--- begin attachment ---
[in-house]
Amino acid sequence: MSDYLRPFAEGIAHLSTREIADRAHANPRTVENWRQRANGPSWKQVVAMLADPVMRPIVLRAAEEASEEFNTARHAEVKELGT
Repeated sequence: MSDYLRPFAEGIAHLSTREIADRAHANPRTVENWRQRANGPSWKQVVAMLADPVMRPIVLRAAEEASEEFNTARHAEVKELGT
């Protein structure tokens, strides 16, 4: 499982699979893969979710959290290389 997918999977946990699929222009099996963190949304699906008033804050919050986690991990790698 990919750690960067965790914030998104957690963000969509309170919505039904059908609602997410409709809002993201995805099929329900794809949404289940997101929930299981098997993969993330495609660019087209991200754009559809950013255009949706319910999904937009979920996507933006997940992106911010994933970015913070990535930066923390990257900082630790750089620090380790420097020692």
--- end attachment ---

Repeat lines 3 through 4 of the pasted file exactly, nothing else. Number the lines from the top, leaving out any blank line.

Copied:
Repeated sequence: MSDYLRPFAEGIAHLSTREIADRAHANPRTVENWRQRANGPSWKQVVAMLADPVMRPIVLRAAEEASEEFNTARHAEVKELGT
């Protein structure tokens, strides 16, 4: 499982699979893969979710959290290389 997918999977946990699929222009099996963190949304699906008033804050919050986690991990790698 990919750690960067965790914030998104957690963000969509309170919505039904059908609602997410409709809002993201995805099929329900794809949404289940997101929930299981098997993969993330495609660019087209991200754009559809950013255009949706319910999904937009979920996507933006997940992106911010994933970015913070990535930066923390990257900082630790750089620090380790420097020692």